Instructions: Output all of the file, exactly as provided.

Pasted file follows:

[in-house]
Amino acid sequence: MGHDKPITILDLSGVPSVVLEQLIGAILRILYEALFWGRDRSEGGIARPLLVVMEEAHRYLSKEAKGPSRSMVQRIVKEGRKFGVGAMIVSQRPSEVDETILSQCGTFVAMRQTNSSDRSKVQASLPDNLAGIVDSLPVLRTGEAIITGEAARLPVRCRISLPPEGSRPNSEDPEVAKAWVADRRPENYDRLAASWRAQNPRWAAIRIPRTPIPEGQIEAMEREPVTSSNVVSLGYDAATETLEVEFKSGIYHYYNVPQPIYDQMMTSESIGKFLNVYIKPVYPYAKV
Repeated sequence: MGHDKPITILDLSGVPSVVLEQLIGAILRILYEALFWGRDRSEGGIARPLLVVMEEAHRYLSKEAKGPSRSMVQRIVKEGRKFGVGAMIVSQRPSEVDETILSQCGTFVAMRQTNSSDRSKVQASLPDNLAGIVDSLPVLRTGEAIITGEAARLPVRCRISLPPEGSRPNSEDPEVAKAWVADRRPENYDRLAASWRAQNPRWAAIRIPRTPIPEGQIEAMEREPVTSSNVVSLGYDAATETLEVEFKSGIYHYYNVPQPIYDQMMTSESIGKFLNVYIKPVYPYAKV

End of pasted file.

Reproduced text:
[in-house]
Amino acid sequence: MGHDKPITILDLSGVPSVVLEQLIGAILRILYEALFWGRDRSEGGIARPLLVVMEEAHRYLSKEAKGPSRSMVQRIVKEGRKFGVGAMIVSQRPSEVDETILSQCGTFVAMRQTNSSDRSKVQASLPDNLAGIVDSLPVLRTGEAIITGEAARLPVRCRISLPPEGSRPNSEDPEVAKAWVADRRPENYDRLAASWRAQNPRWAAIRIPRTPIPEGQIEAMEREPVTSSNVVSLGYDAATETLEVEFKSGIYHYYNVPQPIYDQMMTSESIGKFLNVYIKPVYPYAKV
Repeated sequence: MGHDKPITILDLSGVPSVVLEQLIGAILRILYEALFWGRDRSEGGIARPLLVVMEEAHRYLSKEAKGPSRSMVQRIVKEGRKFGVGAMIVSQRPSEVDETILSQCGTFVAMRQTNSSDRSKVQASLPDNLAGIVDSLPVLRTGEAIITGEAARLPVRCRISLPPEGSRPNSEDPEVAKAWVADRRPENYDRLAASWRAQNPRWAAIRIPRTPIPEGQIEAMEREPVTSSNVVSLGYDAATETLEVEFKSGIYHYYNVPQPIYDQMMTSESIGKFLNVYIKPVYPYAKV